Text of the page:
It's easy to fall in love with 'Five Feet Apart'
‘Five Feet Apart’
3 out of 5 stars
Cast: Haley Lu Richardson, Cole Sprouse, Moises Arias, Claire Forlani, Kimberly Hebert Gregory
Director: Justin Baldoni
Rating: PG-13 for thematic material, language
Run time: 120 minutes
Young love that is complicated by a major medical issue is nothing new. It’s been the premise of feature films such as “The Fault in Our Stars,” “Me and Earl and the Dying Girl” and — for those of you no longer in Hollywood’s target audience — “Love Story.”
The latest is “Five Feet Apart,” from director and South Medford High graduate Justin Baldoni (“Jane the Virgin”), where Haley Lu Richardson (“Split”) and Cole Sprouse (“The Suite Life on Deck”) play teenagers who fall in love but can never touch because they are both battling the highly contagious cystic fibrosis (CF).
The one thing all these movies have in common that kept them from melting into a forgettable ooze of sentimentality is the courage, strength and absolute conviction to love that the cast and crew bring to the production. If there is even a hint that the main thrust is to capitalize on the tragedy, the film becomes an insult to the players, viewers and anyone dealing with the medical condition.
Cystic fibrosis is a life-threatening genetic disease that makes the body produce thick, sticky mucus in the lungs, pancreas and other organs. The film’s title comes from how Richardson’s character, Stella Grant, decides to defy CF rules that patients must stay 6 feet apart for their own safety and move a foot closer to Will Newman (Sprouse), the young man who has captured her heart. The victory is small but is one example of Stella’s courage.
“Five Feet Apart” certainly will grab your heart and squeeze every last tear out of you, but because of Richardson’s wonderfully energetic and smart performance, the final result isn’t one that will leave you feeling sorry for the pair, but be touched by them as those who must deal with a love that should have never happened.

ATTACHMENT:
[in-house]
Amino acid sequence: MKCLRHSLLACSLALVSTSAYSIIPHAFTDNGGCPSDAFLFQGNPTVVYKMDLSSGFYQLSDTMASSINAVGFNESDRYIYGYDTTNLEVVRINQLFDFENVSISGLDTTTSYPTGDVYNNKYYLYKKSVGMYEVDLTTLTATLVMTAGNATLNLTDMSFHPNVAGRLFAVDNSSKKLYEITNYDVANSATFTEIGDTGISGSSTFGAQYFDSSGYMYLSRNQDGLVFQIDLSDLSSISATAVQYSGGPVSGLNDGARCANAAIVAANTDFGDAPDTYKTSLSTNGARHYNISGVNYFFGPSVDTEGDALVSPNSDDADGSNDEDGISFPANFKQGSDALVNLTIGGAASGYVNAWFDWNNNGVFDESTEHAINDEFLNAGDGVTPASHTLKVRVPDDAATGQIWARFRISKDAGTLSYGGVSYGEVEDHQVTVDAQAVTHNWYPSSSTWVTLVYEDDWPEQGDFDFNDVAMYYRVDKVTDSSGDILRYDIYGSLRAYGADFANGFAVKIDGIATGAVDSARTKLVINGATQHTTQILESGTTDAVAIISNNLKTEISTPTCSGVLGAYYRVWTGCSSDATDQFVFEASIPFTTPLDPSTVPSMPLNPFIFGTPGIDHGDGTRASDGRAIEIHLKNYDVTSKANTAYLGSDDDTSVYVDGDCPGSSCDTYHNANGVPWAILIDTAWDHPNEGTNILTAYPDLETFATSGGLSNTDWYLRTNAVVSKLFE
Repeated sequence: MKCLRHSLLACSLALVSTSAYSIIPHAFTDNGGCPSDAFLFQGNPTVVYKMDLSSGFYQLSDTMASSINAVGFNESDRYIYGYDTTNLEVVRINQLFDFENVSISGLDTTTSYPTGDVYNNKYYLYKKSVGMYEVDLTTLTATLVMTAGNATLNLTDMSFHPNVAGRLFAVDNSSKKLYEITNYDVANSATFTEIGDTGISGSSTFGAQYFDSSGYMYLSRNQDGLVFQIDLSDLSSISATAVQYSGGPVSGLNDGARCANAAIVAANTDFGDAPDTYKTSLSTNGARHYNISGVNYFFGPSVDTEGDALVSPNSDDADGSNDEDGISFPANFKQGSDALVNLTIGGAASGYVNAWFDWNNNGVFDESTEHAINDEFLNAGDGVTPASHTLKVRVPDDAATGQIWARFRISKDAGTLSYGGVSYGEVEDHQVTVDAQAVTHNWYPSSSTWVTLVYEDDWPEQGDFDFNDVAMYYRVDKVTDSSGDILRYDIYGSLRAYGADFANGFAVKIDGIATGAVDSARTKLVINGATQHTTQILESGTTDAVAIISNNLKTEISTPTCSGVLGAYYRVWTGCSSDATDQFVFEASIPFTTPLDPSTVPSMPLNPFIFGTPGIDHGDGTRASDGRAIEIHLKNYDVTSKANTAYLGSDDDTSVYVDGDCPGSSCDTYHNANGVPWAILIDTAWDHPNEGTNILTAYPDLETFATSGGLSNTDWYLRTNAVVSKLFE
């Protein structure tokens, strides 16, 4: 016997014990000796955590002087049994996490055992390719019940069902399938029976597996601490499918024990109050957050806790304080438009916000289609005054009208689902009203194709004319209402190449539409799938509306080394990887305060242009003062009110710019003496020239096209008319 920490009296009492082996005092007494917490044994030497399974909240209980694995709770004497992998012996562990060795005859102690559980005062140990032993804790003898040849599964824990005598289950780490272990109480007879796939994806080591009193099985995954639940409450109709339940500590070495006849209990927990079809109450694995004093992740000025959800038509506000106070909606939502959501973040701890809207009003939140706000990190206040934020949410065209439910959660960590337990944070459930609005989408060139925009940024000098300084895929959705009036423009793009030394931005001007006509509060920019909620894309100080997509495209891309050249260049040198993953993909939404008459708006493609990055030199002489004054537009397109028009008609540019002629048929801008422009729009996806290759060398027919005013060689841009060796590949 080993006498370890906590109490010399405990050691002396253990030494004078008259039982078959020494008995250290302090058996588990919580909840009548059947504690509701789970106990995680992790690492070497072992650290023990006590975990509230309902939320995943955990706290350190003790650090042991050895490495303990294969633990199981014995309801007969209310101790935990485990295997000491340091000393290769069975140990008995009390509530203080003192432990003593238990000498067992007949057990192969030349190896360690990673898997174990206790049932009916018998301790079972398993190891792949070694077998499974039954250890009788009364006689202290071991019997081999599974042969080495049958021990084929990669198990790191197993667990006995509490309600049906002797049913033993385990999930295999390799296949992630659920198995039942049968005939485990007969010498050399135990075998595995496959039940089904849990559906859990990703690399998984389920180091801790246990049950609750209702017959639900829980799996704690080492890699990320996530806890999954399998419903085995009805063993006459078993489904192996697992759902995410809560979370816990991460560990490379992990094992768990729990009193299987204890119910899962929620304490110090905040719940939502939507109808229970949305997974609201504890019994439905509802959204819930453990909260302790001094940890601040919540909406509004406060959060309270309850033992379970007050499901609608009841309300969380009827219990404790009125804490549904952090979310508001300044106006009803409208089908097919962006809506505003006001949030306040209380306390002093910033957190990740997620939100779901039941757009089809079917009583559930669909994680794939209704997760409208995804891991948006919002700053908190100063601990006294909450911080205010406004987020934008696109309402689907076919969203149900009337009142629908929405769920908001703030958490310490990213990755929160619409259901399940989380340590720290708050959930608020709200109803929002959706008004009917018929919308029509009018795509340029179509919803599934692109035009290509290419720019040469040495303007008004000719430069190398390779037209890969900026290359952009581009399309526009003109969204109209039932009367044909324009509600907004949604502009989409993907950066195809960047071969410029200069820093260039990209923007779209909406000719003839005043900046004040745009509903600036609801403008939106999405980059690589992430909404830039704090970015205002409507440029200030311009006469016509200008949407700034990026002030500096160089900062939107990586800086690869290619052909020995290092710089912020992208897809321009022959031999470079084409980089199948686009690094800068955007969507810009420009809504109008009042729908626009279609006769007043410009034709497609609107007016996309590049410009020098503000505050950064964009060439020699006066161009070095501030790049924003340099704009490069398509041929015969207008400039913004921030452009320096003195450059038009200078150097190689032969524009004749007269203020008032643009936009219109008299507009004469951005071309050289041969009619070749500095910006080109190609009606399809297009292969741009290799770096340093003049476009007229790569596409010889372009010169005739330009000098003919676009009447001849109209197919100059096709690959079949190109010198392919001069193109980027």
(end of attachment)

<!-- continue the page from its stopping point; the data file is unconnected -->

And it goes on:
Richardson has more of a chance to shine as Stella hosts a daily online chat to talk about her battle with CF. The connection to the outside world becomes even more important when a medical issue keeps her from traveling with her friends. That’s when she meets Will, a patient who has opted not to waste time on his hospital procedures but use that time to live life as much as he can. It’s not surprising that the opposites attract, but the connection is what makes the movie work so well.
Sprouse gives Richardson a great acting partner, but his performance resonates with just enough of his work on “Riverdale” to keep it from being as fresh and exciting as Richardson’s work. It is tough to play the brooding half of a couple and Sprouse does give the role life. His work is just caught in the acting shadow Richardson casts.
The script by Mikki Daughtry and Tobias Iaconis does a superb job of showing the world Stella and Will live in without getting too bogged down in medical jargon. The purpose of the film from Baldoni is to be as honest as possible while giving the actors plenty of room to show the birth and growth of young love in a deeply contaminated soil. That is accomplished through the solid writing, intimate direction and strong acting.
There’s little that can be said about the ending without spoiling the wonderful love story. It is just a pleasure that Baldoni, Daughtry and Iaconis never gave in to the necessity of having a predictable ending. The honesty they embrace so deeply from the opening moments never waivers for some cinematic situation.
It is fair to say that taking tissues to the theater is an imperative idea as they will be needed while falling for this love story that features a young couple but will touch anyone of any age.